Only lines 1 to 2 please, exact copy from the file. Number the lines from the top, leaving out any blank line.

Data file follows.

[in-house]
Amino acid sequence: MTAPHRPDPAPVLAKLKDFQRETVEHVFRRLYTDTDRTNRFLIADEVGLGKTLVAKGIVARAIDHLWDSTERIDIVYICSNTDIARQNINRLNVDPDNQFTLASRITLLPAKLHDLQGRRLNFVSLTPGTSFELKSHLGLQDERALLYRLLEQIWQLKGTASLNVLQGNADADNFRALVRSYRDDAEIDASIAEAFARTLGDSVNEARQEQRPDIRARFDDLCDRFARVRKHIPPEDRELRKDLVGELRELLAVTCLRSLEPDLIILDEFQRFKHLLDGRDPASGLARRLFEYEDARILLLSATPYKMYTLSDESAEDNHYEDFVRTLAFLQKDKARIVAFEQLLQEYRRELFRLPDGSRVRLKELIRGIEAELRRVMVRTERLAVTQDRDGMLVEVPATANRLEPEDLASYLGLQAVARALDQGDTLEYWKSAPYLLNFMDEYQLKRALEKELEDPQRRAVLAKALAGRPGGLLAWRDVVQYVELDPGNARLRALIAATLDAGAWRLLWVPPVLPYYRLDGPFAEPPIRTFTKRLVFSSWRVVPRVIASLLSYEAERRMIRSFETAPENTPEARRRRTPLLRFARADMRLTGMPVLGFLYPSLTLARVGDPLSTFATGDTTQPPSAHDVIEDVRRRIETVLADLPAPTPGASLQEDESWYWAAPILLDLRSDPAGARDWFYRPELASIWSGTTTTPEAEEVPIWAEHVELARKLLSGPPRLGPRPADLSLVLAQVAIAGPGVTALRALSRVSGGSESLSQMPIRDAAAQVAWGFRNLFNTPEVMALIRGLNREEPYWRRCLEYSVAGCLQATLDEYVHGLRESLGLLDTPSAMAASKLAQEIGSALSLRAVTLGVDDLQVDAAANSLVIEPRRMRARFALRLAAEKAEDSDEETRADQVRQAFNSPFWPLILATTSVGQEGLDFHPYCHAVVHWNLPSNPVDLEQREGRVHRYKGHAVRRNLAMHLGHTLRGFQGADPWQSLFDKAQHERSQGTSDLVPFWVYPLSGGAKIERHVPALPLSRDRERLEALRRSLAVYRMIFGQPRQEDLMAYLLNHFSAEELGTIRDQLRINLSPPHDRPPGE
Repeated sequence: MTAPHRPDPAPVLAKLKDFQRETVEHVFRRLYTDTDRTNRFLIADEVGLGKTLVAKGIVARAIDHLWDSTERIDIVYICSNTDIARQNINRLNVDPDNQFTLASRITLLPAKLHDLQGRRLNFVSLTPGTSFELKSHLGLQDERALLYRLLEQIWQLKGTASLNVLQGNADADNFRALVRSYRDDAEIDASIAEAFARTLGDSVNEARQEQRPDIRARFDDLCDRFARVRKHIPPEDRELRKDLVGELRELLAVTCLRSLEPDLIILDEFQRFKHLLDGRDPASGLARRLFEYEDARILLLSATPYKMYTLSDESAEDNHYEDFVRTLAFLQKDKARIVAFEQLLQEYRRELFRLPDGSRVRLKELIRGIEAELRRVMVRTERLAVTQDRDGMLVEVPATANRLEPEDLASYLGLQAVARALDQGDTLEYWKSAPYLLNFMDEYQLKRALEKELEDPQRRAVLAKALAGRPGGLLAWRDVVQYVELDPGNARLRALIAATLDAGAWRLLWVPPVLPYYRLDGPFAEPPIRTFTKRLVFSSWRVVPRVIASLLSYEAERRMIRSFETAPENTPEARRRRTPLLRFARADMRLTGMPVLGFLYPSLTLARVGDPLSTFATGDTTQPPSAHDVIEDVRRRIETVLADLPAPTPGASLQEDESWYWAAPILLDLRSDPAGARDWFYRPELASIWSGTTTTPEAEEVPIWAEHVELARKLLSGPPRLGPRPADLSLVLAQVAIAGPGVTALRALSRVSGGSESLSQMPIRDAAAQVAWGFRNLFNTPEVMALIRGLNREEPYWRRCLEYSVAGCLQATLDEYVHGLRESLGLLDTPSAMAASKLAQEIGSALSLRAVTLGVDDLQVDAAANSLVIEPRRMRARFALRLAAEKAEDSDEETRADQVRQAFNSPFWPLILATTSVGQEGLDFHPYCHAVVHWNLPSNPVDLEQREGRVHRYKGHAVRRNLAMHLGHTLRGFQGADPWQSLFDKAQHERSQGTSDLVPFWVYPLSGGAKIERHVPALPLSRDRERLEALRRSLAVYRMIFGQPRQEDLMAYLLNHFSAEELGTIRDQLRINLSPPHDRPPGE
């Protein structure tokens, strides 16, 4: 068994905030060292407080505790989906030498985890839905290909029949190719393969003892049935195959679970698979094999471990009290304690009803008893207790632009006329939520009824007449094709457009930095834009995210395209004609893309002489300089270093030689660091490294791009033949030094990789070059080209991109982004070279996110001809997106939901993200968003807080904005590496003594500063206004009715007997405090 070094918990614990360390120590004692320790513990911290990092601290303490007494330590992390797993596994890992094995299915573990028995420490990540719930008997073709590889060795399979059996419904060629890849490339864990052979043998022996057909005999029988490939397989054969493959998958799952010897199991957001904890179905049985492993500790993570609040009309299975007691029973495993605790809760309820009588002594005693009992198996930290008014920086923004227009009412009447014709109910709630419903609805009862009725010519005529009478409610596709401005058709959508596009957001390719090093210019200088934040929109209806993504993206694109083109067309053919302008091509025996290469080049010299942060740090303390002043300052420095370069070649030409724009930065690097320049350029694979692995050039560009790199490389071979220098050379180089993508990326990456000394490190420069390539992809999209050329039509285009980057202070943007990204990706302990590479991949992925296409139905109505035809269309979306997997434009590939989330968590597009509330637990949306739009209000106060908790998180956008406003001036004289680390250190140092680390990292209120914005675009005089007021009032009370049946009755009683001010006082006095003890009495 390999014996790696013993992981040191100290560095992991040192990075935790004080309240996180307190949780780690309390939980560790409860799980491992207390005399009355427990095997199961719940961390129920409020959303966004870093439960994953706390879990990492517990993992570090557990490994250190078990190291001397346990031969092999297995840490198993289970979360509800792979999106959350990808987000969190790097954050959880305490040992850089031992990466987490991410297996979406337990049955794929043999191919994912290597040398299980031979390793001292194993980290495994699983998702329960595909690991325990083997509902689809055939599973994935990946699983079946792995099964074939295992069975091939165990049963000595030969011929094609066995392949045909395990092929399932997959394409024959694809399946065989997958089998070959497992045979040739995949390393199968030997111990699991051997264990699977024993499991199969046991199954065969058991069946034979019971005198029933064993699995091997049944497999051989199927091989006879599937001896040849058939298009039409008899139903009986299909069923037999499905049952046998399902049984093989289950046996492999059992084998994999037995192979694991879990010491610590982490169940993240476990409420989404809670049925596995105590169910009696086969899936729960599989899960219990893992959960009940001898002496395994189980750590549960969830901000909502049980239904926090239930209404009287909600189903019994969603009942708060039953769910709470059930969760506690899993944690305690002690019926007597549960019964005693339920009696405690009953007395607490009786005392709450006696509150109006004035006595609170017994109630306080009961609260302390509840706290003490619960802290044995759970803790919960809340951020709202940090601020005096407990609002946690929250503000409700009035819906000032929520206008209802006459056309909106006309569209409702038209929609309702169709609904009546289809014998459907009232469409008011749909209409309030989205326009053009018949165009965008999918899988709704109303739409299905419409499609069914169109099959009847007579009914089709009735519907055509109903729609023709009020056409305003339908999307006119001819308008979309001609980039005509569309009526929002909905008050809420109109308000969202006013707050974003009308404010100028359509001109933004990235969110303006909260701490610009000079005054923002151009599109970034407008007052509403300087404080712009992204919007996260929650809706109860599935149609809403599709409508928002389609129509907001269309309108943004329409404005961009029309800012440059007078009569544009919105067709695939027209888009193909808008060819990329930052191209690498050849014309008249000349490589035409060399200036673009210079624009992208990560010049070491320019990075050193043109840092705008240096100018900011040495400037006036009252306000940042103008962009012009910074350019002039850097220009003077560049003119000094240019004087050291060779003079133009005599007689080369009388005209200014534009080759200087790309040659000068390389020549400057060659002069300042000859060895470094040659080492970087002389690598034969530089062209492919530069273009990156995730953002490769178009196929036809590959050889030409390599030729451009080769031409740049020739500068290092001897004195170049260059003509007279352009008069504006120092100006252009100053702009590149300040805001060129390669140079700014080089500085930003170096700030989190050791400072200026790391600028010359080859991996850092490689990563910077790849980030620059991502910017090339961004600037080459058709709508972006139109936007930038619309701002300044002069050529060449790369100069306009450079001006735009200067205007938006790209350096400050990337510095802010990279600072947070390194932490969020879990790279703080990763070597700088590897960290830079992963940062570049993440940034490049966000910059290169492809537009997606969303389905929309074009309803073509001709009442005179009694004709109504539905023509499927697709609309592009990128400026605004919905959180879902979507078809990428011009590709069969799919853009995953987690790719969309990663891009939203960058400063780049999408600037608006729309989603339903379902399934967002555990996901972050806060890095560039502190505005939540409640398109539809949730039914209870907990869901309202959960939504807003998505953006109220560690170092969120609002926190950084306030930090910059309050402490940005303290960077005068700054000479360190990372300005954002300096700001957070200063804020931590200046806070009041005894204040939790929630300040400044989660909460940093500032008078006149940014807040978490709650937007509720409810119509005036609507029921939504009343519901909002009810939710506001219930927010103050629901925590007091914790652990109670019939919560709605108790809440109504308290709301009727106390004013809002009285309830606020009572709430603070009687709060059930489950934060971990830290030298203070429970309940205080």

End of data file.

[in-house]
Amino acid sequence: MTAPHRPDPAPVLAKLKDFQRETVEHVFRRLYTDTDRTNRFLIADEVGLGKTLVAKGIVARAIDHLWDSTERIDIVYICSNTDIARQNINRLNVDPDNQFTLASRITLLPAKLHDLQGRRLNFVSLTPGTSFELKSHLGLQDERALLYRLLEQIWQLKGTASLNVLQGNADADNFRALVRSYRDDAEIDASIAEAFARTLGDSVNEARQEQRPDIRARFDDLCDRFARVRKHIPPEDRELRKDLVGELRELLAVTCLRSLEPDLIILDEFQRFKHLLDGRDPASGLARRLFEYEDARILLLSATPYKMYTLSDESAEDNHYEDFVRTLAFLQKDKARIVAFEQLLQEYRRELFRLPDGSRVRLKELIRGIEAELRRVMVRTERLAVTQDRDGMLVEVPATANRLEPEDLASYLGLQAVARALDQGDTLEYWKSAPYLLNFMDEYQLKRALEKELEDPQRRAVLAKALAGRPGGLLAWRDVVQYVELDPGNARLRALIAATLDAGAWRLLWVPPVLPYYRLDGPFAEPPIRTFTKRLVFSSWRVVPRVIASLLSYEAERRMIRSFETAPENTPEARRRRTPLLRFARADMRLTGMPVLGFLYPSLTLARVGDPLSTFATGDTTQPPSAHDVIEDVRRRIETVLADLPAPTPGASLQEDESWYWAAPILLDLRSDPAGARDWFYRPELASIWSGTTTTPEAEEVPIWAEHVELARKLLSGPPRLGPRPADLSLVLAQVAIAGPGVTALRALSRVSGGSESLSQMPIRDAAAQVAWGFRNLFNTPEVMALIRGLNREEPYWRRCLEYSVAGCLQATLDEYVHGLRESLGLLDTPSAMAASKLAQEIGSALSLRAVTLGVDDLQVDAAANSLVIEPRRMRARFALRLAAEKAEDSDEETRADQVRQAFNSPFWPLILATTSVGQEGLDFHPYCHAVVHWNLPSNPVDLEQREGRVHRYKGHAVRRNLAMHLGHTLRGFQGADPWQSLFDKAQHERSQGTSDLVPFWVYPLSGGAKIERHVPALPLSRDRERLEALRRSLAVYRMIFGQPRQEDLMAYLLNHFSAEELGTIRDQLRINLSPPHDRPPGE